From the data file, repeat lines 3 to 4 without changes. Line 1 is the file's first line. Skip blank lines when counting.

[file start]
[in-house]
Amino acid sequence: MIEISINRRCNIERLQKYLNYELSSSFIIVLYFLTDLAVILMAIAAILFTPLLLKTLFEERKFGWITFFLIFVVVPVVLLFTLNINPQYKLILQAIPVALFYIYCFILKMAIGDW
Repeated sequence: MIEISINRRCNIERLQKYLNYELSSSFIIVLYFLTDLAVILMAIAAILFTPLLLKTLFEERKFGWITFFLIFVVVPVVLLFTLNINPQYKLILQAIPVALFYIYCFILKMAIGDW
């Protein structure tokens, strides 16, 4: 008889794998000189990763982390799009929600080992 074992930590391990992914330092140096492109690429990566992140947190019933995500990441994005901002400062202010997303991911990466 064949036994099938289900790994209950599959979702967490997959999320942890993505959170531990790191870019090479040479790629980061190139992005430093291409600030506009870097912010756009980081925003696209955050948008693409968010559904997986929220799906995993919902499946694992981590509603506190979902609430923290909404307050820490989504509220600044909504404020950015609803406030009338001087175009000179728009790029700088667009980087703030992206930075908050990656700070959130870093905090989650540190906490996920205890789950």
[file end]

Repeated sequence: MIEISINRRCNIERLQKYLNYELSSSFIIVLYFLTDLAVILMAIAAILFTPLLLKTLFEERKFGWITFFLIFVVVPVVLLFTLNINPQYKLILQAIPVALFYIYCFILKMAIGDW
């Protein structure tokens, strides 16, 4: 008889794998000189990763982390799009929600080992 074992930590391990992914330092140096492109690429990566992140947190019933995500990441994005901002400062202010997303991911990466 064949036994099938289900790994209950599959979702967490997959999320942890993505959170531990790191870019090479040479790629980061190139992005430093291409600030506009870097912010756009980081925003696209955050948008693409968010559904997986929220799906995993919902499946694992981590509603506190979902609430923290909404307050820490989504509220600044909504404020950015609803406030009338001087175009000179728009790029700088667009980087703030992206930075908050990656700070959130870093905090989650540190906490996920205890789950």